Hill-climbing Hill-climbing is the basis of most local search methods. It is based on: • A set of feasible solutions Ω = {ω; ω ∈ R n } . • An objective function f (ω ) that can measure the quality of a candidate solution. • A neighborhood function N (ω ) = {ωn ∈ Ω | dist (ωn , ω ) ≤ δ } able to map any candidate solution to a set of close candidate solutions. The optimization algorithm has to find a solution ω ∗ ,∀ω ∈ Ω, f (ω ∗ ) ≤ f (ω ) . The basic hillclimbing algorithm is trivial: Build a candidate solution ω ∈ Ω . 1. 2. Evaluate ω by computing f (ω ) and set ω ∗ ← ω . 3. Select a neighbor ωn ∈ N (ω ) and set ω ← ωn . 4. If f (ω ) ≤ f (ω ∗ ) set ω ∗ ← ω . 5. If some stopping criterion is met, exit else go to 3. For example, if one considers the famous Traveling Salesman Problem (TSP: given a collection of cities, finding the shortest way of visiting them all and returning back to the starting point), which is an NP-hard problem (cf. table 1 for complexity). The candidate solution is a list of cities e.g. F-D-B-A-E-C and the objective function is the length of this journey. There are many different ways to build a neighborhood function. 2-opt (Lin, 1965) is one of the simplest since it just reverses a sequence. Applying 2-opt could lead to F-E-A-B-DC. The new tour will be selected if it is shorter than the previous one, otherwise one will evaluate another neighbor tour. More advanced hill-climbing methods look for the best neighbor: Build a candidate solution ω ∈ Ω . 1. 2. Evaluate ω by computing f (ω ) . 3. For each neighbor ωn ∈ N (ω ) , evaluate f (ωn ) .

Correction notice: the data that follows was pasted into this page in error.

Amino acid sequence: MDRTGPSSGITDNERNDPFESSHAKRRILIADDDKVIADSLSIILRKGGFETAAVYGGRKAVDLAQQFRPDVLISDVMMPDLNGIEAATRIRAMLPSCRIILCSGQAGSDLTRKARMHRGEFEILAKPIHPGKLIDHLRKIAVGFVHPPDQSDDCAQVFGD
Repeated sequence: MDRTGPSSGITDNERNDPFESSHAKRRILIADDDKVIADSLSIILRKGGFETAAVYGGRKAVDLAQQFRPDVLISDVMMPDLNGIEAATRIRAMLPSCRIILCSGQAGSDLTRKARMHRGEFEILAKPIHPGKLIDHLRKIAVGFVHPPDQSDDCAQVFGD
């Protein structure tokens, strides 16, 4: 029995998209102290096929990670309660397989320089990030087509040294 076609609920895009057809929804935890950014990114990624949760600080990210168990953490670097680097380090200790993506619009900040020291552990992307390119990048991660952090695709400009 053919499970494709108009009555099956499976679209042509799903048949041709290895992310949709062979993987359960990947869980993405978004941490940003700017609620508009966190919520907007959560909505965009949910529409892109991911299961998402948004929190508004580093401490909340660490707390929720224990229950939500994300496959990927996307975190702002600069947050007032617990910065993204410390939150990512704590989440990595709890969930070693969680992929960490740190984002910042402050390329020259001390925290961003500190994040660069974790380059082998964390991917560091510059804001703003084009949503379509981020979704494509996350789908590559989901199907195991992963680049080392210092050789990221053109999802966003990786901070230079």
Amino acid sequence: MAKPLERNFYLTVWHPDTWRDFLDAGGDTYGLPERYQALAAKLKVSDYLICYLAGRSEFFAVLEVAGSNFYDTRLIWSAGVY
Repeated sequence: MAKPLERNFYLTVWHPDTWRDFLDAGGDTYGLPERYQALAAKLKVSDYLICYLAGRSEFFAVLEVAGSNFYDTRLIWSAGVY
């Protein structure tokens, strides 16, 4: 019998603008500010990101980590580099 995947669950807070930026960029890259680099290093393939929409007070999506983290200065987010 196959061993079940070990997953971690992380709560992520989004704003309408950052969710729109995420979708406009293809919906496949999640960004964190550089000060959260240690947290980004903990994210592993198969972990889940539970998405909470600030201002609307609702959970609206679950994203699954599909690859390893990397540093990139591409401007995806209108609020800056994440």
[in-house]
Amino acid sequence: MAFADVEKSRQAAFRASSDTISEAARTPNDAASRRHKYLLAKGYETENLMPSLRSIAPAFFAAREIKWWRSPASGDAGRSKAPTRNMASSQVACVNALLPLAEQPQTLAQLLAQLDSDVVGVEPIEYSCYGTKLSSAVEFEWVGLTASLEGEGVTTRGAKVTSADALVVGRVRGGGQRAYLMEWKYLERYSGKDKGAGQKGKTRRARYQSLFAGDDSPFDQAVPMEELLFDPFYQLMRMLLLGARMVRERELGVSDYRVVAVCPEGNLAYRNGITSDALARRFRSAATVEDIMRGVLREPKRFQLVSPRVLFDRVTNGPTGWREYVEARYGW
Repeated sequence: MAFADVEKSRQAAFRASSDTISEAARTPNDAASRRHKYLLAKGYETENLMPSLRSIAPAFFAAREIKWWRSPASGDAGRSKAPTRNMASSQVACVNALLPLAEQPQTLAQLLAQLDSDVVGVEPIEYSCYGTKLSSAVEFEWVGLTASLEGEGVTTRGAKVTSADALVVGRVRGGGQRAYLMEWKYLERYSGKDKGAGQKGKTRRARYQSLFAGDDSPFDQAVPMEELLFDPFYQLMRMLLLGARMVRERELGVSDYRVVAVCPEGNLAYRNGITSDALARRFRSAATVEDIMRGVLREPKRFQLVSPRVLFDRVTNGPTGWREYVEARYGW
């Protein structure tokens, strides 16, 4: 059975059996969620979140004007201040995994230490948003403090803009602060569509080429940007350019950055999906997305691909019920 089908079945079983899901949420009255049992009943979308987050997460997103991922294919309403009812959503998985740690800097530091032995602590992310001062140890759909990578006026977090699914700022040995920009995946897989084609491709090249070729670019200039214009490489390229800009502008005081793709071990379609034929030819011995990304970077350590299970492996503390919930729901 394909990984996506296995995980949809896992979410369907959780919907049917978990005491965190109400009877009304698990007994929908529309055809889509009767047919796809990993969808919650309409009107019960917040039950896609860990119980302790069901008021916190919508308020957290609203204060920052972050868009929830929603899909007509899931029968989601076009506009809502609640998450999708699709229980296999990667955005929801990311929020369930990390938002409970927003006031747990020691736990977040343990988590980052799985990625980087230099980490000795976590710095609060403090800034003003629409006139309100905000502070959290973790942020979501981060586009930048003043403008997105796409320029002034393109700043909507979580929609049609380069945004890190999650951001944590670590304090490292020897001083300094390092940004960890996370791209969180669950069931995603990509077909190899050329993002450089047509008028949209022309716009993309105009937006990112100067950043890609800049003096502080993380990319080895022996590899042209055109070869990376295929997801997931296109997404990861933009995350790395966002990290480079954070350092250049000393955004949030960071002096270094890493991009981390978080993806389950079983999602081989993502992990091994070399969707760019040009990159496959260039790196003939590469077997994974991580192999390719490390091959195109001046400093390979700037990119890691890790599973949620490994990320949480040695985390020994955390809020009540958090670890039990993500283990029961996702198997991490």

If all f (ωn ) are ≥ f (ω ) (local optimum) then exit.


Else select ω ∗ ,∀ωn ∈ N (ω ), f (ω ∗ ) < f (ωn ) as the current candidate solution

and set ω ← ω ∗ . 6. Go to 3. The main advantage of hill-climbing is its simplicity, the core difficulty usually being the design of the neighborhood function. The price for this simplicity is a relative inefficiency. It is trivial to see that hill-climbing is easily trapped in local minima. If one starts from point A (see figure 1-b), it will not be able to reach the global optimum, since once on top of the first peak, it will not find any better point and will get stuck there. Even though many advanced forms of hill-climbing have been developed, these methods are limited to smooth and unimodal landscapes. “A question for debate in medieval theology was whether God could create two hills without an intervening valley (…) unfortunately, when optimizing functions, the answer seems to be no” (Anderson & Rosenfeld, 1988, p.551). This is why search rules based on local topography usually cannot reach the highest point.